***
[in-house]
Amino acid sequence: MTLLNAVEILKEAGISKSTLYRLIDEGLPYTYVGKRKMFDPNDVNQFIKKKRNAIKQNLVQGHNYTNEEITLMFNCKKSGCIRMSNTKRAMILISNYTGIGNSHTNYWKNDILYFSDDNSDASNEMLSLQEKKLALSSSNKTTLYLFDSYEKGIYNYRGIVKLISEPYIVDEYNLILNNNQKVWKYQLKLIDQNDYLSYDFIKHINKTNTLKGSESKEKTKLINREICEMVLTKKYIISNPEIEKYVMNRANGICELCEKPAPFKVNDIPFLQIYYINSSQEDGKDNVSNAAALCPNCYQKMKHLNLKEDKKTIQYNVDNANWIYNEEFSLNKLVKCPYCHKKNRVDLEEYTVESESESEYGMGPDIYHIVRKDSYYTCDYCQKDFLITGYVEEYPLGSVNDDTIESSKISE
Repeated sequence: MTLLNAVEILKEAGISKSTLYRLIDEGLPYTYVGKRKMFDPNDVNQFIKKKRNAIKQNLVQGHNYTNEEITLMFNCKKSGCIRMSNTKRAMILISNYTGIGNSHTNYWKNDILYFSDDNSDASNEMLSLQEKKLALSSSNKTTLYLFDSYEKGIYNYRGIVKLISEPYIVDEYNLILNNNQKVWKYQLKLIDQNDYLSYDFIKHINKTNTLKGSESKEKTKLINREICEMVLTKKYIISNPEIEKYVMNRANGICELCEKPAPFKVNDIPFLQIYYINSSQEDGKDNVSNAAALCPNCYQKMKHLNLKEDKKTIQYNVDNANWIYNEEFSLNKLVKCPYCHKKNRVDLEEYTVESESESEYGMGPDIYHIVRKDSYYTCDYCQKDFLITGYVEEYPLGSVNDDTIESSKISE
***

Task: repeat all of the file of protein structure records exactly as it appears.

[in-house]
Amino acid sequence: MTLLNAVEILKEAGISKSTLYRLIDEGLPYTYVGKRKMFDPNDVNQFIKKKRNAIKQNLVQGHNYTNEEITLMFNCKKSGCIRMSNTKRAMILISNYTGIGNSHTNYWKNDILYFSDDNSDASNEMLSLQEKKLALSSSNKTTLYLFDSYEKGIYNYRGIVKLISEPYIVDEYNLILNNNQKVWKYQLKLIDQNDYLSYDFIKHINKTNTLKGSESKEKTKLINREICEMVLTKKYIISNPEIEKYVMNRANGICELCEKPAPFKVNDIPFLQIYYINSSQEDGKDNVSNAAALCPNCYQKMKHLNLKEDKKTIQYNVDNANWIYNEEFSLNKLVKCPYCHKKNRVDLEEYTVESESESEYGMGPDIYHIVRKDSYYTCDYCQKDFLITGYVEEYPLGSVNDDTIESSKISE
Repeated sequence: MTLLNAVEILKEAGISKSTLYRLIDEGLPYTYVGKRKMFDPNDVNQFIKKKRNAIKQNLVQGHNYTNEEITLMFNCKKSGCIRMSNTKRAMILISNYTGIGNSHTNYWKNDILYFSDDNSDASNEMLSLQEKKLALSSSNKTTLYLFDSYEKGIYNYRGIVKLISEPYIVDEYNLILNNNQKVWKYQLKLIDQNDYLSYDFIKHINKTNTLKGSESKEKTKLINREICEMVLTKKYIISNPEIEKYVMNRANGICELCEKPAPFKVNDIPFLQIYYINSSQEDGKDNVSNAAALCPNCYQKMKHLNLKEDKKTIQYNVDNANWIYNEEFSLNKLVKCPYCHKKNRVDLEEYTVESESESEYGMGPDIYHIVRKDSYYTCDYCQKDFLITGYVEEYPLGSVNDDTIESSKISE